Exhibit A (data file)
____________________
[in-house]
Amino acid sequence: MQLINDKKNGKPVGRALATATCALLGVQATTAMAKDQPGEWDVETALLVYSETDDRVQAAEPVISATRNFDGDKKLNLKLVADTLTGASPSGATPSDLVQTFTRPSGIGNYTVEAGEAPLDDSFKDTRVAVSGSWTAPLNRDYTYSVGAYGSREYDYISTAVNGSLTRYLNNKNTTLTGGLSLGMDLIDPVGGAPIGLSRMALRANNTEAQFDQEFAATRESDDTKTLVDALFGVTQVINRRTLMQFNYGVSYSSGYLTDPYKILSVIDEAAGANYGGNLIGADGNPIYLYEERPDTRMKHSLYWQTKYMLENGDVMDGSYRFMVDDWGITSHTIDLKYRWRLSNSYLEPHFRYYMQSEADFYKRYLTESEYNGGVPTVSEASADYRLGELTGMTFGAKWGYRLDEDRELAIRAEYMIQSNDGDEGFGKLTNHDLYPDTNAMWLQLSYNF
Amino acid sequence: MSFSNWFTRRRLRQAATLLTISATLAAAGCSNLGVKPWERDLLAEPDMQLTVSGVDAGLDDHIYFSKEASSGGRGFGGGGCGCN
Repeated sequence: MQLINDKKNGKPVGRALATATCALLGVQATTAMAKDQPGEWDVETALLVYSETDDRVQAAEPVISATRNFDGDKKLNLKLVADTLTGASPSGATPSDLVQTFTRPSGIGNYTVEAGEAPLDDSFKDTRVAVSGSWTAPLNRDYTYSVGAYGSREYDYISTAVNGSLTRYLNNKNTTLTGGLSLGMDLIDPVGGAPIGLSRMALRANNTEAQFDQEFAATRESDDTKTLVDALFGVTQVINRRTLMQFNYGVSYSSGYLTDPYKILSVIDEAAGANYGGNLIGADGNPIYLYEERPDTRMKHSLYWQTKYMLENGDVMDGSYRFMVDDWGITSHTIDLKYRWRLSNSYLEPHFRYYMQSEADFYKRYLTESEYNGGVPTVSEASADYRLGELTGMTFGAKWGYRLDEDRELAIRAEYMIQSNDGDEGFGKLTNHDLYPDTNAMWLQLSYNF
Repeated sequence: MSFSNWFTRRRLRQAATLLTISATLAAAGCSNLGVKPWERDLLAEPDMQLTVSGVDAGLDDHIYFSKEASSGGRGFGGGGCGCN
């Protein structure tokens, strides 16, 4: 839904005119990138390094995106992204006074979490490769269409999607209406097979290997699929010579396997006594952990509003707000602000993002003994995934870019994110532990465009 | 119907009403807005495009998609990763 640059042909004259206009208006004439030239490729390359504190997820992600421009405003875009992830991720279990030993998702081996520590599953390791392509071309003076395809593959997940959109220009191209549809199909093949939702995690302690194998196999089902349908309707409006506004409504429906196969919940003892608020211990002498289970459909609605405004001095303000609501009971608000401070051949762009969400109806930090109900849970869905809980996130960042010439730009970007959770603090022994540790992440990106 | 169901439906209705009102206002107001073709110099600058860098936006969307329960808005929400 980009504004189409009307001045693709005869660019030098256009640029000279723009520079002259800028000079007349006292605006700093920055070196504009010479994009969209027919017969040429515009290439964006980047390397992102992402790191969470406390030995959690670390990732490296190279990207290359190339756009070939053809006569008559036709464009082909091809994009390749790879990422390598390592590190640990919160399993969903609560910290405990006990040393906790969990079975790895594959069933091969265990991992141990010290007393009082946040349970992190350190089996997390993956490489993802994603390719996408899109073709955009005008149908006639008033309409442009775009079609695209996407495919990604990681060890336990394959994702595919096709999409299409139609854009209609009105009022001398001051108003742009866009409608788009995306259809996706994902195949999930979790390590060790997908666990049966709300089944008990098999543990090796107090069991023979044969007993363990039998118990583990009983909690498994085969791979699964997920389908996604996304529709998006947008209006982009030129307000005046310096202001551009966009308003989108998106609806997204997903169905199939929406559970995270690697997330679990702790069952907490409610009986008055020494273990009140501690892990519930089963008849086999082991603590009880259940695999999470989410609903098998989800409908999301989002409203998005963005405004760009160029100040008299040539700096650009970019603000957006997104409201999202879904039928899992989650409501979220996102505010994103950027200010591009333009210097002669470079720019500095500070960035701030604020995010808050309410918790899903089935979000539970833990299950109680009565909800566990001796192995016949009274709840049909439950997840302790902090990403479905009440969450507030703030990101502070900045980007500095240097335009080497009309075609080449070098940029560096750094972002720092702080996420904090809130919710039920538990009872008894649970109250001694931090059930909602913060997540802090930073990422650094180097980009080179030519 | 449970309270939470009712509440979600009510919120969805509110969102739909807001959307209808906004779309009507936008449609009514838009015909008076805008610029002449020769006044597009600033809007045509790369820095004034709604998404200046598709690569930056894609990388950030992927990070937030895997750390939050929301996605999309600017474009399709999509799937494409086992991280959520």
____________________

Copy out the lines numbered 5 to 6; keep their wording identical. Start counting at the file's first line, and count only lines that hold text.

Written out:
Repeated sequence: MSFSNWFTRRRLRQAATLLTISATLAAAGCSNLGVKPWERDLLAEPDMQLTVSGVDAGLDDHIYFSKEASSGGRGFGGGGCGCN
């Protein structure tokens, strides 16, 4: 839904005119990138390094995106992204006074979490490769269409999607209406097979290997699929010579396997006594952990509003707000602000993002003994995934870019994110532990465009 | 119907009403807005495009998609990763 640059042909004259206009208006004439030239490729390359504190997820992600421009405003875009992830991720279990030993998702081996520590599953390791392509071309003076395809593959997940959109220009191209549809199909093949939702995690302690194998196999089902349908309707409006506004409504429906196969919940003892608020211990002498289970459909609605405004001095303000609501009971608000401070051949762009969400109806930090109900849970869905809980996130960042010439730009970007959770603090022994540790992440990106 | 169901439906209705009102206002107001073709110099600058860098936006969307329960808005929400 980009504004189409009307001045693709005869660019030098256009640029000279723009520079002259800028000079007349006292605006700093920055070196504009010479994009969209027919017969040429515009290439964006980047390397992102992402790191969470406390030995959690670390990732490296190279990207290359190339756009070939053809006569008559036709464009082909091809994009390749790879990422390598390592590190640990919160399993969903609560910290405990006990040393906790969990079975790895594959069933091969265990991992141990010290007393009082946040349970992190350190089996997390993956490489993802994603390719996408899109073709955009005008149908006639008033309409442009775009079609695209996407495919990604990681060890336990394959994702595919096709999409299409139609854009209609009105009022001398001051108003742009866009409608788009995306259809996706994902195949999930979790390590060790997908666990049966709300089944008990098999543990090796107090069991023979044969007993363990039998118990583990009983909690498994085969791979699964997920389908996604996304529709998006947008209006982009030129307000005046310096202001551009966009308003989108998106609806997204997903169905199939929406559970995270690697997330679990702790069952907490409610009986008055020494273990009140501690892990519930089963008849086999082991603590009880259940695999999470989410609903098998989800409908999301989002409203998005963005405004760009160029100040008299040539700096650009970019603000957006997104409201999202879904039928899992989650409501979220996102505010994103950027200010591009333009210097002669470079720019500095500070960035701030604020995010808050309410918790899903089935979000539970833990299950109680009565909800566990001796192995016949009274709840049909439950997840302790902090990403479905009440969450507030703030990101502070900045980007500095240097335009080497009309075609080449070098940029560096750094972002720092702080996420904090809130919710039920538990009872008894649970109250001694931090059930909602913060997540802090930073990422650094180097980009080179030519 | 449970309270939470009712509440979600009510919120969805509110969102739909807001959307209808906004779309009507936008449609009514838009015909008076805008610029002449020769006044597009600033809007045509790369820095004034709604998404200046598709690569930056894609990388950030992927990070937030895997750390939050929301996605999309600017474009399709999509799937494409086992991280959520």